The Cherry Tree, known locally as the ‘Tree’, is located in the village of Cherry Willingham, approximately 3 miles east of Lincoln. The pub is owned by Punch Taverns. About four years ago, the pub closed down for several months, and then was taken on by another landlord for six months. A pattern that continued. Over this time, there was little consistency with how the pub was run and regulars didn’t know what was happening. Facing another change of hands, a newsletter was sent out to the community explaining the situation and expressing concern about a phase of uncertainty about the future of the Pub. The newsletter also explained that following some preliminary discussions with Punch Taverns, the community had been given an opportunity to take over the running of ‘The Tree’ as a village/community concern. There were two conditions that needed to be met: someone was needed to run the pub and funds were required in order to take over the lease.
The community had to raise approximately £15,000 for the initial set up, to cover rent, stock purchase, first month’s wages, fixtures and fittings and licence (£ 6,000 Refundable bond). A letter was sent to everyone in the community asking for interested parties to come forward and purchase ‘A Share’ in the venture of ‘Owning the Tree’ and give local people a chance to ensure the long term future of the Tree, and have a say in how it will be run.
A total of 43 people raised the cash to become “shareholders” in the Cherry Tree Inn, and the venture is being overseen by a team of four directors.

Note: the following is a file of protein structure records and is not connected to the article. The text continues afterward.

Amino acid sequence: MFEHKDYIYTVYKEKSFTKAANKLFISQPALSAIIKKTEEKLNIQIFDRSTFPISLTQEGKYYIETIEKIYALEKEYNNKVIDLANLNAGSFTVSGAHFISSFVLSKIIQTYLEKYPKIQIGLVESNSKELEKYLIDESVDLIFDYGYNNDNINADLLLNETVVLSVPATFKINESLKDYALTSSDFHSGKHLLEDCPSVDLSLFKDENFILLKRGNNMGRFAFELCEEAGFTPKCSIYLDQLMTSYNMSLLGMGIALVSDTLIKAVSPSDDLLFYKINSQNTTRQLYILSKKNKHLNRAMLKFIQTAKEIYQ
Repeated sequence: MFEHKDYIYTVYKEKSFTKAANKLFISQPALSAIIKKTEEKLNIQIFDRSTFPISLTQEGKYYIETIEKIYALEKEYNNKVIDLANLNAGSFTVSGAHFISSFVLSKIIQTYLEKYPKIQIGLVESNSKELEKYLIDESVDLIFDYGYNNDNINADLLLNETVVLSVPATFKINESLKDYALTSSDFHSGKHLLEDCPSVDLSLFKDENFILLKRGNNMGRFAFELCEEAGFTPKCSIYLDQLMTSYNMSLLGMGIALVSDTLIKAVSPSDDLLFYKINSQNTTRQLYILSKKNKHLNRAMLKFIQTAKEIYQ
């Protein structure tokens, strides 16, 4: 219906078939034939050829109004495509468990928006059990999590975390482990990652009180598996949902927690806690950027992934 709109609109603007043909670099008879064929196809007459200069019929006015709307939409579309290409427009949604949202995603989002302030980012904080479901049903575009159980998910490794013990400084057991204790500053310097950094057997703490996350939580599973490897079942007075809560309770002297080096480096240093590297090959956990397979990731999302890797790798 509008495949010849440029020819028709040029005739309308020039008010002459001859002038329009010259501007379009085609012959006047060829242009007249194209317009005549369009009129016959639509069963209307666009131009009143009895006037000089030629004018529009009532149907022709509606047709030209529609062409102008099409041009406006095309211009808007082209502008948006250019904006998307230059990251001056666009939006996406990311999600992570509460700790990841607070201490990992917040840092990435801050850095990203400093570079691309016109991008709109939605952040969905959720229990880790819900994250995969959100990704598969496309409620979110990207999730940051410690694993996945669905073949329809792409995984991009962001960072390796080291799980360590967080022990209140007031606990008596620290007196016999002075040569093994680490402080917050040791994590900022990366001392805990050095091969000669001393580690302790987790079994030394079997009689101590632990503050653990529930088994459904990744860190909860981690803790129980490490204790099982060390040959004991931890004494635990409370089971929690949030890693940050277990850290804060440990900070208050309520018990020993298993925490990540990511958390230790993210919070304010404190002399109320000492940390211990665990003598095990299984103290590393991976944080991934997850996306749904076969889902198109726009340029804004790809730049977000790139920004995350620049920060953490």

Since the local community have taken it upon themselves to run the pub, there has been plenty of interest and support from the local people. Members of the local community all helped with internal and external repairs, refurbishments and decorations that were needed. The food offer has been improved, and bookings are being taken for private parties and local village organisations. Regular committee meetings are held and the pub has teams in the winter darts and pool leagues.
The pub has been given a stable base and there is a sense of mutual benefit and a focus on the needs of the community, for example, the pub will host the local amateur dramatics group who then support the pub regularly.
This is a good example of how a standard pub leasing arrangement can provide a flexible and affordable solution for a community group to run a successful pub business and is an example of a large pub company offering flexibility so that communities can keep their pub open.
The new licensee Barbara Mawer had worked behind the bar at the pub for over 20 years and has now successfully studied for the correct qualifications needed to run a pub.
The idea is to generate enough funds to pay back the £13,000 for the lease and stock over the next year, and director, Mark Wilkins says; “It’s been hard graft but absolutely worth it.”
- Shareholders receive regular newsletters to keep them informed of progress and asking for any new ideas, the pub advertises in the local parish newsletter, and a ‘Facebook’ site has been set up.
- Any community taking on this option has to have a fully costed business plan and some knowledge of how to run the business to make it viable.
- As well as four directors, there is also a committee to act on behalf of residents to ensure the pub takes the direction wanted by the community.
- The project demonstrates that community groups don’t always need to raise the capital to buy a pub when they could try taking on a suitable lease agreement.
- The project is a good example of a large pub owning group adapting its lease model to suit the needs of the local community.
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